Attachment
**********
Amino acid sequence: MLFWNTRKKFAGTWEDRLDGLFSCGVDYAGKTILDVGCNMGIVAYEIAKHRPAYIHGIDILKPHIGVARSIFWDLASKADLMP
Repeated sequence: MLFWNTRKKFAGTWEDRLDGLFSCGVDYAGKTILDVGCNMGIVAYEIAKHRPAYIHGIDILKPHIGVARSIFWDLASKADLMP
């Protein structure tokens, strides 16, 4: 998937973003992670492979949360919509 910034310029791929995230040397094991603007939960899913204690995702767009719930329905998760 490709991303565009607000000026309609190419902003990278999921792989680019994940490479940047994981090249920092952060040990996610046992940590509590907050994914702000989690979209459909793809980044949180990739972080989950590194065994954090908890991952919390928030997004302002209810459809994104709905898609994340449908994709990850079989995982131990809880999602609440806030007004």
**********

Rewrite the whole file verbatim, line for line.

Amino acid sequence: MLFWNTRKKFAGTWEDRLDGLFSCGVDYAGKTILDVGCNMGIVAYEIAKHRPAYIHGIDILKPHIGVARSIFWDLASKADLMP
Repeated sequence: MLFWNTRKKFAGTWEDRLDGLFSCGVDYAGKTILDVGCNMGIVAYEIAKHRPAYIHGIDILKPHIGVARSIFWDLASKADLMP
């Protein structure tokens, strides 16, 4: 998937973003992670492979949360919509 910034310029791929995230040397094991603007939960899913204690995702767009719930329905998760 490709991303565009607000000026309609190419902003990278999921792989680019994940490479940047994981090249920092952060040990996610046992940590509590907050994914702000989690979209459909793809980044949180990739972080989950590194065994954090908890991952919390928030997004302002209810459809994104709905898609994340449908994709990850079989995982131990809880999602609440806030007004």